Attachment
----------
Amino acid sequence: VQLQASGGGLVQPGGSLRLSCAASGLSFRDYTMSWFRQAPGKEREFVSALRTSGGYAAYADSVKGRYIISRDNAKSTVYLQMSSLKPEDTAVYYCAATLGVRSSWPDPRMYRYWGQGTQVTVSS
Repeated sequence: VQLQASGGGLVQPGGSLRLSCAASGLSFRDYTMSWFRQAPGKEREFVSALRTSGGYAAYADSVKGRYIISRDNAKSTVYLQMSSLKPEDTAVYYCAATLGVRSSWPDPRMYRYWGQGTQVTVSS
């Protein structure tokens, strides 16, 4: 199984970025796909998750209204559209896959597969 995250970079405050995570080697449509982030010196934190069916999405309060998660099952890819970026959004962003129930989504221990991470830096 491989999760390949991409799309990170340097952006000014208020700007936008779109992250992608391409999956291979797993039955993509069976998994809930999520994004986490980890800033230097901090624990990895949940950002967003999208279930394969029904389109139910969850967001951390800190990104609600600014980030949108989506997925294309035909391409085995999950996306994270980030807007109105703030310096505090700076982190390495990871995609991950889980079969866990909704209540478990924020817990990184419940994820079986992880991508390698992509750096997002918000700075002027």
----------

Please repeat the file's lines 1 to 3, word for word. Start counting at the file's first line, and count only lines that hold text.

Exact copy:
Amino acid sequence: VQLQASGGGLVQPGGSLRLSCAASGLSFRDYTMSWFRQAPGKEREFVSALRTSGGYAAYADSVKGRYIISRDNAKSTVYLQMSSLKPEDTAVYYCAATLGVRSSWPDPRMYRYWGQGTQVTVSS
Repeated sequence: VQLQASGGGLVQPGGSLRLSCAASGLSFRDYTMSWFRQAPGKEREFVSALRTSGGYAAYADSVKGRYIISRDNAKSTVYLQMSSLKPEDTAVYYCAATLGVRSSWPDPRMYRYWGQGTQVTVSS
């Protein structure tokens, strides 16, 4: 199984970025796909998750209204559209896959597969 995250970079405050995570080697449509982030010196934190069916999405309060998660099952890819970026959004962003129930989504221990991470830096 491989999760390949991409799309990170340097952006000014208020700007936008779109992250992608391409999956291979797993039955993509069976998994809930999520994004986490980890800033230097901090624990990895949940950002967003999208279930394969029904389109139910969850967001951390800190990104609600600014980030949108989506997925294309035909391409085995999950996306994270980030807007109105703030310096505090700076982190390495990871995609991950889980079969866990909704209540478990924020817990990184419940994820079986992880991508390698992509750096997002918000700075002027």